Many years ago, I delved into self-publishing my fiction writing sans any particular plan other than to bring my out-of-print first novel back to life and try to make the best of a bad situation.
Like most indie fiction writers, I worked hard at marketing my books—both on and off-line. I set up the random signing, I Facebooked (is that a real verb?), I tweeted and (most significantly) I set my prices low—starting at $.99 per download.
Years have past since my first two novels hit the top spots saleswise—all due to relentless marketing and good timing. Selling downloads for $.99 produced an income at the time much better than the one I got from selling them for $2.99—even with the increased percentage royalty at that level.
Obviously, things have changed. In the time when creative output must be worth the money paid or suffer the fate of being marginalized and ignored, it’s become more important than ever for authors to work together to improve their (for lack of a better term) market expansion.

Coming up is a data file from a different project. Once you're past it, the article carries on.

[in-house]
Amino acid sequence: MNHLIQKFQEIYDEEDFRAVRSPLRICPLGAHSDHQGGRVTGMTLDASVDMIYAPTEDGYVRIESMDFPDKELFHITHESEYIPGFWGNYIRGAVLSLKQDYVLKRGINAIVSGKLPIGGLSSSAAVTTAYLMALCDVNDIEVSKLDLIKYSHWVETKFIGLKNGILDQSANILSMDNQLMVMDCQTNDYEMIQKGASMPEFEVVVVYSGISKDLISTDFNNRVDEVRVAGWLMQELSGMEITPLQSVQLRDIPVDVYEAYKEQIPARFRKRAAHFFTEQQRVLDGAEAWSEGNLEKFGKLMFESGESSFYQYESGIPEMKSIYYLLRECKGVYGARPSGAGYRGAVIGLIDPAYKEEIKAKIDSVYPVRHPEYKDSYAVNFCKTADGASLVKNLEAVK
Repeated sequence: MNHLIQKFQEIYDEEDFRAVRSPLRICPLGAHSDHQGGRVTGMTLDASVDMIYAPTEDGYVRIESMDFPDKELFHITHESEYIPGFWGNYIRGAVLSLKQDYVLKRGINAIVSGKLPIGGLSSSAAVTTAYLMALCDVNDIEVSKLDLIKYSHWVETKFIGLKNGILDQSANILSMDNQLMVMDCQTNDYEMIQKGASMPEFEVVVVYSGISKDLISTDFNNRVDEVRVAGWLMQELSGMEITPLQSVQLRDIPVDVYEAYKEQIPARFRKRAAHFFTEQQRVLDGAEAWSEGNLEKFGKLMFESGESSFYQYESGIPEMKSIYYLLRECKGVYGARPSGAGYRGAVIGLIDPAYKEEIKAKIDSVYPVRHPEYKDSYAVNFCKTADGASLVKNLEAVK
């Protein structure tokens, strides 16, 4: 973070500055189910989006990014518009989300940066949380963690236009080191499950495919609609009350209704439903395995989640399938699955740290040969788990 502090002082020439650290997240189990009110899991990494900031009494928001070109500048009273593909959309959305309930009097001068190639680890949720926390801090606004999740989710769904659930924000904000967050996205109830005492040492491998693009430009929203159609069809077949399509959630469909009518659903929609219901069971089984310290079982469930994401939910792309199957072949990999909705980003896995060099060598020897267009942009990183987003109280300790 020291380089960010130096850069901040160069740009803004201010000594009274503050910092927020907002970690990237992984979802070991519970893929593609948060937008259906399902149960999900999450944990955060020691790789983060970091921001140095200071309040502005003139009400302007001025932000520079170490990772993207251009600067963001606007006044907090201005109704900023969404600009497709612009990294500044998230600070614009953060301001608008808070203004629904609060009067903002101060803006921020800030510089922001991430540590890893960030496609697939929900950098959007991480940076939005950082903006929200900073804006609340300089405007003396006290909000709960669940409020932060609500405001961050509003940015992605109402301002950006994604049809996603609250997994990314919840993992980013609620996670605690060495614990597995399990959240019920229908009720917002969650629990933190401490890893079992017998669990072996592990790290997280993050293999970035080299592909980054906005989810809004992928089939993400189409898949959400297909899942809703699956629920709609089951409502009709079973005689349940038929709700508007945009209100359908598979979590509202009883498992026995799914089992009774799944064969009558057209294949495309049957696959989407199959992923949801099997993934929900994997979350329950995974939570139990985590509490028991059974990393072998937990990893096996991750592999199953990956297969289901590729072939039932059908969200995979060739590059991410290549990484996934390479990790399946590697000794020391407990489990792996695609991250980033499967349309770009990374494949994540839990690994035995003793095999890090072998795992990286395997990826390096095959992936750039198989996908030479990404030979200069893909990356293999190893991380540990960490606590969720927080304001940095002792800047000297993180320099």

I think what a reader wants today—and I speak from experience as a reader—is a level of trust be established between author and reader, before shelling out hard-earned dinero for an author’s book.
Say what you like about cover. Say what you want about having a catchy hook. Say whatever you want about price points and book launches. What it all comes down to is that book sales and trust go hand in hand.
Ask yourself then, as a reader: do I really want to buy the book that’s free or do I want to buy a book because, regardless of the cost, I know it’s going to be a good one?
I think for a writer trying to build a readership, giving away books is fine. As long as it’s done strategically, in an effort to establish that level of trust that allows a writer to seek payment for the work they create.
PS: I have added a Udemy course to my list of awesome things I’m busy doing. Feel free to jump right in.
Don’t worry! It’s strictly for beginners.
PPS: If you want to get in on any of the following awesome perks offered for your support of the Crime Cafe Stories Project, better act soon. The deadline is the end of the day on Sunday, Sept. 11! 🙂